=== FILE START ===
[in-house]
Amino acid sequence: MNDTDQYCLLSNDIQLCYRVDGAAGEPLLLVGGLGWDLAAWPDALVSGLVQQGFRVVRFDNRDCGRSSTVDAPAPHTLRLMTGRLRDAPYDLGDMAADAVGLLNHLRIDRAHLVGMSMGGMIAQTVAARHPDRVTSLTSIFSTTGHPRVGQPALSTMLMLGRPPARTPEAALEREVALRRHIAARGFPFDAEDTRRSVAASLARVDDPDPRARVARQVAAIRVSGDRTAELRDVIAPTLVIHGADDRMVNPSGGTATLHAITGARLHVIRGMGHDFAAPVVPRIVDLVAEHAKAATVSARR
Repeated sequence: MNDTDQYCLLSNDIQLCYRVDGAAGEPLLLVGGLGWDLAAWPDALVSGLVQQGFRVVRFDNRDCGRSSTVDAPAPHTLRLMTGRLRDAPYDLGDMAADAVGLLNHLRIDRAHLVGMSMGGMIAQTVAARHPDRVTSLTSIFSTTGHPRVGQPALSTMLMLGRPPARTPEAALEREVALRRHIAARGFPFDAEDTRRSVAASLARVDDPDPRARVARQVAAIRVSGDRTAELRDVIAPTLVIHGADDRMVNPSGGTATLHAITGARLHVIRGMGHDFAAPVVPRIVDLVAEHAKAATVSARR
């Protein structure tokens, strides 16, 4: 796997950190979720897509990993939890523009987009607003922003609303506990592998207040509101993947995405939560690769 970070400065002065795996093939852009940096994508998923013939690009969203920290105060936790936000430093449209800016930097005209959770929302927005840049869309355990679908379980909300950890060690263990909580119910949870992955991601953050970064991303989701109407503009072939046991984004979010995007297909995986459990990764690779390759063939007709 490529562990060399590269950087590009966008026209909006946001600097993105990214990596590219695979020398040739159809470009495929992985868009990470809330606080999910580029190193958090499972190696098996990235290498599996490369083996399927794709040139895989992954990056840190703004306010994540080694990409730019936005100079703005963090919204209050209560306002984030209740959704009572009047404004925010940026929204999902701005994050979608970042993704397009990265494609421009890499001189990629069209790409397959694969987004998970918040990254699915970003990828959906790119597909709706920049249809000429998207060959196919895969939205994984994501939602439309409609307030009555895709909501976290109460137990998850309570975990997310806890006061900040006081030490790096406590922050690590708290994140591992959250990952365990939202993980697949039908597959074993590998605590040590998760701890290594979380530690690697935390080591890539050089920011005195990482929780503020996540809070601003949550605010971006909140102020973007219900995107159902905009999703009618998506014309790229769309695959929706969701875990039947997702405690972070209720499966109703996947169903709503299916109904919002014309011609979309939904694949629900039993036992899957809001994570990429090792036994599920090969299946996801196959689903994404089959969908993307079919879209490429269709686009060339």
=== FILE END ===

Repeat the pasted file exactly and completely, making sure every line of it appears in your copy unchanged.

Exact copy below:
[in-house]
Amino acid sequence: MNDTDQYCLLSNDIQLCYRVDGAAGEPLLLVGGLGWDLAAWPDALVSGLVQQGFRVVRFDNRDCGRSSTVDAPAPHTLRLMTGRLRDAPYDLGDMAADAVGLLNHLRIDRAHLVGMSMGGMIAQTVAARHPDRVTSLTSIFSTTGHPRVGQPALSTMLMLGRPPARTPEAALEREVALRRHIAARGFPFDAEDTRRSVAASLARVDDPDPRARVARQVAAIRVSGDRTAELRDVIAPTLVIHGADDRMVNPSGGTATLHAITGARLHVIRGMGHDFAAPVVPRIVDLVAEHAKAATVSARR
Repeated sequence: MNDTDQYCLLSNDIQLCYRVDGAAGEPLLLVGGLGWDLAAWPDALVSGLVQQGFRVVRFDNRDCGRSSTVDAPAPHTLRLMTGRLRDAPYDLGDMAADAVGLLNHLRIDRAHLVGMSMGGMIAQTVAARHPDRVTSLTSIFSTTGHPRVGQPALSTMLMLGRPPARTPEAALEREVALRRHIAARGFPFDAEDTRRSVAASLARVDDPDPRARVARQVAAIRVSGDRTAELRDVIAPTLVIHGADDRMVNPSGGTATLHAITGARLHVIRGMGHDFAAPVVPRIVDLVAEHAKAATVSARR
């Protein structure tokens, strides 16, 4: 796997950190979720897509990993939890523009987009607003922003609303506990592998207040509101993947995405939560690769 970070400065002065795996093939852009940096994508998923013939690009969203920290105060936790936000430093449209800016930097005209959770929302927005840049869309355990679908379980909300950890060690263990909580119910949870992955991601953050970064991303989701109407503009072939046991984004979010995007297909995986459990990764690779390759063939007709 490529562990060399590269950087590009966008026209909006946001600097993105990214990596590219695979020398040739159809470009495929992985868009990470809330606080999910580029190193958090499972190696098996990235290498599996490369083996399927794709040139895989992954990056840190703004306010994540080694990409730019936005100079703005963090919204209050209560306002984030209740959704009572009047404004925010940026929204999902701005994050979608970042993704397009990265494609421009890499001189990629069209790409397959694969987004998970918040990254699915970003990828959906790119597909709706920049249809000429998207060959196919895969939205994984994501939602439309409609307030009555895709909501976290109460137990998850309570975990997310806890006061900040006081030490790096406590922050690590708290994140591992959250990952365990939202993980697949039908597959074993590998605590040590998760701890290594979380530690690697935390080591890539050089920011005195990482929780503020996540809070601003949550605010971006909140102020973007219900995107159902905009999703009618998506014309790229769309695959929706969701875990039947997702405690972070209720499966109703996947169903709503299916109904919002014309011609979309939904694949629900039993036992899957809001994570990429090792036994599920090969299946996801196959689903994404089959969908993307079919879209490429269709686009060339």